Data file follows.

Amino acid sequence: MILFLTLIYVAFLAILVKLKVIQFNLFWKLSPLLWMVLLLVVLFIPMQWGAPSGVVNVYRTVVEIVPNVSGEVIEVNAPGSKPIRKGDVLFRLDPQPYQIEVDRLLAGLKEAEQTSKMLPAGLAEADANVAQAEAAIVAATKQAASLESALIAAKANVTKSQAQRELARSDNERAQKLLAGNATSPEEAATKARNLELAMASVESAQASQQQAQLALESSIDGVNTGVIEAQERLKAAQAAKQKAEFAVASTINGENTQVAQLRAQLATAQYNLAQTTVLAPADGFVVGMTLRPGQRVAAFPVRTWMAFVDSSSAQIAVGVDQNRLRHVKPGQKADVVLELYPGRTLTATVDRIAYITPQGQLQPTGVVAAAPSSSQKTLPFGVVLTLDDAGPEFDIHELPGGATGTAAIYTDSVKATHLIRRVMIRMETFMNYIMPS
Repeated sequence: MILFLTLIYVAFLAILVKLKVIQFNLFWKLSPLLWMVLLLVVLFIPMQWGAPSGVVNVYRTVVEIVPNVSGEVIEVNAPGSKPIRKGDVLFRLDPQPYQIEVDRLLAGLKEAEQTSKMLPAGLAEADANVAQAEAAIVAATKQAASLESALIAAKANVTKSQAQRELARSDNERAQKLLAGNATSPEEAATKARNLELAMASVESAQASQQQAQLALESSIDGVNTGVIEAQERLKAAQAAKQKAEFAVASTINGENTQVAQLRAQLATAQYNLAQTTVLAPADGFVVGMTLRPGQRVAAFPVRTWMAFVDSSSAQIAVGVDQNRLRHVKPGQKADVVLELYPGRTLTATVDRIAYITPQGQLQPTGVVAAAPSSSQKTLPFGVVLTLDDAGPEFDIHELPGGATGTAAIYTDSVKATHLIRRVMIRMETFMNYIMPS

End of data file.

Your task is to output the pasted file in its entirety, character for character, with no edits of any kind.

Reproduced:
Amino acid sequence: MILFLTLIYVAFLAILVKLKVIQFNLFWKLSPLLWMVLLLVVLFIPMQWGAPSGVVNVYRTVVEIVPNVSGEVIEVNAPGSKPIRKGDVLFRLDPQPYQIEVDRLLAGLKEAEQTSKMLPAGLAEADANVAQAEAAIVAATKQAASLESALIAAKANVTKSQAQRELARSDNERAQKLLAGNATSPEEAATKARNLELAMASVESAQASQQQAQLALESSIDGVNTGVIEAQERLKAAQAAKQKAEFAVASTINGENTQVAQLRAQLATAQYNLAQTTVLAPADGFVVGMTLRPGQRVAAFPVRTWMAFVDSSSAQIAVGVDQNRLRHVKPGQKADVVLELYPGRTLTATVDRIAYITPQGQLQPTGVVAAAPSSSQKTLPFGVVLTLDDAGPEFDIHELPGGATGTAAIYTDSVKATHLIRRVMIRMETFMNYIMPS
Repeated sequence: MILFLTLIYVAFLAILVKLKVIQFNLFWKLSPLLWMVLLLVVLFIPMQWGAPSGVVNVYRTVVEIVPNVSGEVIEVNAPGSKPIRKGDVLFRLDPQPYQIEVDRLLAGLKEAEQTSKMLPAGLAEADANVAQAEAAIVAATKQAASLESALIAAKANVTKSQAQRELARSDNERAQKLLAGNATSPEEAATKARNLELAMASVESAQASQQQAQLALESSIDGVNTGVIEAQERLKAAQAAKQKAEFAVASTINGENTQVAQLRAQLATAQYNLAQTTVLAPADGFVVGMTLRPGQRVAAFPVRTWMAFVDSSSAQIAVGVDQNRLRHVKPGQKADVVLELYPGRTLTATVDRIAYITPQGQLQPTGVVAAAPSSSQKTLPFGVVLTLDDAGPEFDIHELPGGATGTAAIYTDSVKATHLIRRVMIRMETFMNYIMPS